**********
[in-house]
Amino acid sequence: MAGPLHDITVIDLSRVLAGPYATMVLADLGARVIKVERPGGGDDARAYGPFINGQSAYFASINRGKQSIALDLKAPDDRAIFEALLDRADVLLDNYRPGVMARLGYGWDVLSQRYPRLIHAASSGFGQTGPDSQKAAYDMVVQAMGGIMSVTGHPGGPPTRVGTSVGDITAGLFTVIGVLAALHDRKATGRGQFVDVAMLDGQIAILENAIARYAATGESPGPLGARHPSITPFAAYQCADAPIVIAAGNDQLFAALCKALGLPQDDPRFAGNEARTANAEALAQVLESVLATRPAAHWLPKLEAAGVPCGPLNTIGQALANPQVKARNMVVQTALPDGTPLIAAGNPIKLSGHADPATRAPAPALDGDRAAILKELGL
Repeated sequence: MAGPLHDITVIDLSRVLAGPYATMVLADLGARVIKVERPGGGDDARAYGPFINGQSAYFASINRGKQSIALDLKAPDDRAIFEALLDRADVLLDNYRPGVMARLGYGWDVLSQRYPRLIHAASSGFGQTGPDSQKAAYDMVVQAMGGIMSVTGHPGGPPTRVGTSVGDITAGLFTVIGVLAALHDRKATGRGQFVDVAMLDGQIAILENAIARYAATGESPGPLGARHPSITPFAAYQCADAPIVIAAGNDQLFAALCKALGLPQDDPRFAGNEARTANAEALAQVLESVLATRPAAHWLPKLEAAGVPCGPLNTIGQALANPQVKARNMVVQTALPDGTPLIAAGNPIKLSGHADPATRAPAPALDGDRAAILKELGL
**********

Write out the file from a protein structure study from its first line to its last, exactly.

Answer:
[in-house]
Amino acid sequence: MAGPLHDITVIDLSRVLAGPYATMVLADLGARVIKVERPGGGDDARAYGPFINGQSAYFASINRGKQSIALDLKAPDDRAIFEALLDRADVLLDNYRPGVMARLGYGWDVLSQRYPRLIHAASSGFGQTGPDSQKAAYDMVVQAMGGIMSVTGHPGGPPTRVGTSVGDITAGLFTVIGVLAALHDRKATGRGQFVDVAMLDGQIAILENAIARYAATGESPGPLGARHPSITPFAAYQCADAPIVIAAGNDQLFAALCKALGLPQDDPRFAGNEARTANAEALAQVLESVLATRPAAHWLPKLEAAGVPCGPLNTIGQALANPQVKARNMVVQTALPDGTPLIAAGNPIKLSGHADPATRAPAPALDGDRAAILKELGL
Repeated sequence: MAGPLHDITVIDLSRVLAGPYATMVLADLGARVIKVERPGGGDDARAYGPFINGQSAYFASINRGKQSIALDLKAPDDRAIFEALLDRADVLLDNYRPGVMARLGYGWDVLSQRYPRLIHAASSGFGQTGPDSQKAAYDMVVQAMGGIMSVTGHPGGPPTRVGTSVGDITAGLFTVIGVLAALHDRKATGRGQFVDVAMLDGQIAILENAIARYAATGESPGPLGARHPSITPFAAYQCADAPIVIAAGNDQLFAALCKALGLPQDDPRFAGNEARTANAEALAQVLESVLATRPAAHWLPKLEAAGVPCGPLNTIGQALANPQVKARNMVVQTALPDGTPLIAAGNPIKLSGHADPATRAPAPALDGDRAAILKELGL